The holidays are fun and everything associated with them is fun—decorating, singing, gift-giving and drinking amongst other merriment. This holiday season have a plan of action for drinking to avoid getting wasted at company events and committing career suicide. Plan to avoid unpleasant hangovers no matter the event.
Plan of Action
Always have a plan of action before drinking. Different people can handle different amounts of alcohol, some can tolerate certain alcoholic drinks while others can’t and there are other factors to consider before drinking, such as the duration of the event attended.
Decide ahead of time what will be consumed, how often and a backup plan of a designated driver in case of unintentional intoxication.
The designated driver should not be a person with whom the event is being attended. As a person drinks, their ability for reason goes out the window. This is why having a plan ahead of time is best.
Drinking too quickly throughout the night encourages extra alcohol per hour to be ingested. It sounds fairly simple, but those who pound through drinks will find themselves inebriated halfway into the night—well before the night is over. Pace drinking by deciding ahead of time how many drinks to have and the duration of the event attended.
If a person has a two-drink maximum, but intends on spending six hours at an event, it’s advisable to have a drink upon arriving at the event and another three hours later. This allows for adequate time for the body to digest the alcohol.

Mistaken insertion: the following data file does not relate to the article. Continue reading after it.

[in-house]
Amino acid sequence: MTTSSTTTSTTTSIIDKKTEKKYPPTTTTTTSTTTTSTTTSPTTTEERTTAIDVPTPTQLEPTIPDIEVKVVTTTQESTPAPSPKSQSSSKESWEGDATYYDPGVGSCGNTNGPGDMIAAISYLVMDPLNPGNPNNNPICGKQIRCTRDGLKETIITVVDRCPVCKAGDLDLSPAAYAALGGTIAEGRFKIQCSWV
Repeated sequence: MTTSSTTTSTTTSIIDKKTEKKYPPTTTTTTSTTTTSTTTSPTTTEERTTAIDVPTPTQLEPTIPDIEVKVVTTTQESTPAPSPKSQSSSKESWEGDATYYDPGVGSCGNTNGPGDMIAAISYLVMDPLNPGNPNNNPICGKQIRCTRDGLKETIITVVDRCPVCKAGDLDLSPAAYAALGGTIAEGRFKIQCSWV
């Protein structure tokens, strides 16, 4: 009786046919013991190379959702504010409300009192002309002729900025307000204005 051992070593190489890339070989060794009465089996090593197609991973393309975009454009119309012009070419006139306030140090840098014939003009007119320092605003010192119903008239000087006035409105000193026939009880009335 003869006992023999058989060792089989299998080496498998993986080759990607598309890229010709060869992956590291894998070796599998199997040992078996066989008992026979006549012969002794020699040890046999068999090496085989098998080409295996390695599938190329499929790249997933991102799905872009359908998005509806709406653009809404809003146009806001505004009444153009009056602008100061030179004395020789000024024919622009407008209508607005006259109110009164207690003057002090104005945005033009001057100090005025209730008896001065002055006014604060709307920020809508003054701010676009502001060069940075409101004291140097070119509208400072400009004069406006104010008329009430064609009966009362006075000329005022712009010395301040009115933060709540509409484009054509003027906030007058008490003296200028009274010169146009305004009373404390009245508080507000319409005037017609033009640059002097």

Mixed drinks sound like they will get a person drunker than, say, beer; however, choosing mixed drinks with an alcohol of lower content will both keep a person hydrated and prevent them from getting smashed. Also, every few drinks change it up to regular soda or plain water to encourage hydration and to give the body a break from alcohol.
Choosing clear mixed drinks and alternating with clear nonalcoholic drinks will leave no one the wiser on how much alcohol is actually being consumed. This saves face with drunk friends and coworkers that pressure social drinkers to go one for one.
While it is a myth that food binds alcohol and prevents its absorption, it does provide distraction for the mouth and stomach so that less alcohol is being consumed and, overall, absorbed. Alternate between eating and drinking to allow the body to rest and for alcohol to wear off.
Not being able to taste alcohol is a surefire sign that too much alcohol has been ingested, but before ever getting to this point, one should perform a test to gauge whether additional alcohol should be consumed.
For instance, by squeezing the hand into a fist, one can tell if a slight amount of feeling is gone. This gauges whether an individual should have another drink or to call it quits. If this self test is not performed early on, its effects will be useless.
It might sound like planning takes the fun out of drinking, but it doesn’t.
Drinking responsibly allows for fun without overdoing it.
It’s better to be safe than sorry.
Drink responsibly or don’t drink at all.
Lillian Sanders is a freelance writer from Florida. Aside from writing, Lillian works closely with Treatment Centers helping people struggling with addiction.
- As Economy Recovers, Americans Are Drinking More Alcohol (consumerist.com)